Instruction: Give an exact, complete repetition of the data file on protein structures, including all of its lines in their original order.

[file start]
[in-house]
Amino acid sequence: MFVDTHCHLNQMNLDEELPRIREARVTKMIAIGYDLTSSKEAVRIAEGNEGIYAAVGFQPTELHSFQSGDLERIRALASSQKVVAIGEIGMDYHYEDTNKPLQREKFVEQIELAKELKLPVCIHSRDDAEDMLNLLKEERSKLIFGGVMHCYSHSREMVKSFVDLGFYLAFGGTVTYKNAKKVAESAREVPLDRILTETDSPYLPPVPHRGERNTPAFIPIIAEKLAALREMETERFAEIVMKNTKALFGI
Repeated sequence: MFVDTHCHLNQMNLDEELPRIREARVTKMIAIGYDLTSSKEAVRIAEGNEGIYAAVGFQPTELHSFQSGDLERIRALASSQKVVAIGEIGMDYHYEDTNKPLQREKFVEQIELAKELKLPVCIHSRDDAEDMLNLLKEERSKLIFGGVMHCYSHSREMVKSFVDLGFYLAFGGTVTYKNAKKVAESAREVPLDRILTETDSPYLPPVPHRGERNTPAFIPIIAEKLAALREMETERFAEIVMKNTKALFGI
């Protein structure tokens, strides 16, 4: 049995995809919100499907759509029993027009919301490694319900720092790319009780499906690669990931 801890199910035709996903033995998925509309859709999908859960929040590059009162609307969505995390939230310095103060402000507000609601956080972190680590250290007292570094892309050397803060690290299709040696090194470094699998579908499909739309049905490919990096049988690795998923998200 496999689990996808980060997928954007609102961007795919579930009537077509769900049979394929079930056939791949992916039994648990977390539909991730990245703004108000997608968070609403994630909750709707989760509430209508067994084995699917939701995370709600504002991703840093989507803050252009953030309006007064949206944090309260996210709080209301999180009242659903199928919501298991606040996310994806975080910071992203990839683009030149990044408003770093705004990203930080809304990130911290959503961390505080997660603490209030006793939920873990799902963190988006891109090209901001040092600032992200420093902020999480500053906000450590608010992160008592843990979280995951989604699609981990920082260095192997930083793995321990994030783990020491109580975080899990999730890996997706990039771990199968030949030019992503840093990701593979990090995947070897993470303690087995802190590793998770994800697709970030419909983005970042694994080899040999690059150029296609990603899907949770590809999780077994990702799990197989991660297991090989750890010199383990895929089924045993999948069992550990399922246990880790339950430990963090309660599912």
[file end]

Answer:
[in-house]
Amino acid sequence: MFVDTHCHLNQMNLDEELPRIREARVTKMIAIGYDLTSSKEAVRIAEGNEGIYAAVGFQPTELHSFQSGDLERIRALASSQKVVAIGEIGMDYHYEDTNKPLQREKFVEQIELAKELKLPVCIHSRDDAEDMLNLLKEERSKLIFGGVMHCYSHSREMVKSFVDLGFYLAFGGTVTYKNAKKVAESAREVPLDRILTETDSPYLPPVPHRGERNTPAFIPIIAEKLAALREMETERFAEIVMKNTKALFGI
Repeated sequence: MFVDTHCHLNQMNLDEELPRIREARVTKMIAIGYDLTSSKEAVRIAEGNEGIYAAVGFQPTELHSFQSGDLERIRALASSQKVVAIGEIGMDYHYEDTNKPLQREKFVEQIELAKELKLPVCIHSRDDAEDMLNLLKEERSKLIFGGVMHCYSHSREMVKSFVDLGFYLAFGGTVTYKNAKKVAESAREVPLDRILTETDSPYLPPVPHRGERNTPAFIPIIAEKLAALREMETERFAEIVMKNTKALFGI
């Protein structure tokens, strides 16, 4: 049995995809919100499907759509029993027009919301490694319900720092790319009780499906690669990931 801890199910035709996903033995998925509309859709999908859960929040590059009162609307969505995390939230310095103060402000507000609601956080972190680590250290007292570094892309050397803060690290299709040696090194470094699998579908499909739309049905490919990096049988690795998923998200 496999689990996808980060997928954007609102961007795919579930009537077509769900049979394929079930056939791949992916039994648990977390539909991730990245703004108000997608968070609403994630909750709707989760509430209508067994084995699917939701995370709600504002991703840093989507803050252009953030309006007064949206944090309260996210709080209301999180009242659903199928919501298991606040996310994806975080910071992203990839683009030149990044408003770093705004990203930080809304990130911290959503961390505080997660603490209030006793939920873990799902963190988006891109090209901001040092600032992200420093902020999480500053906000450590608010992160008592843990979280995951989604699609981990920082260095192997930083793995321990994030783990020491109580975080899990999730890996997706990039771990199968030949030019992503840093990701593979990090995947070897993470303690087995802190590793998770994800697709970030419909983005970042694994080899040999690059150029296609990603899907949770590809999780077994990702799990197989991660297991090989750890010199383990895929089924045993999948069992550990399922246990880790339950430990963090309660599912």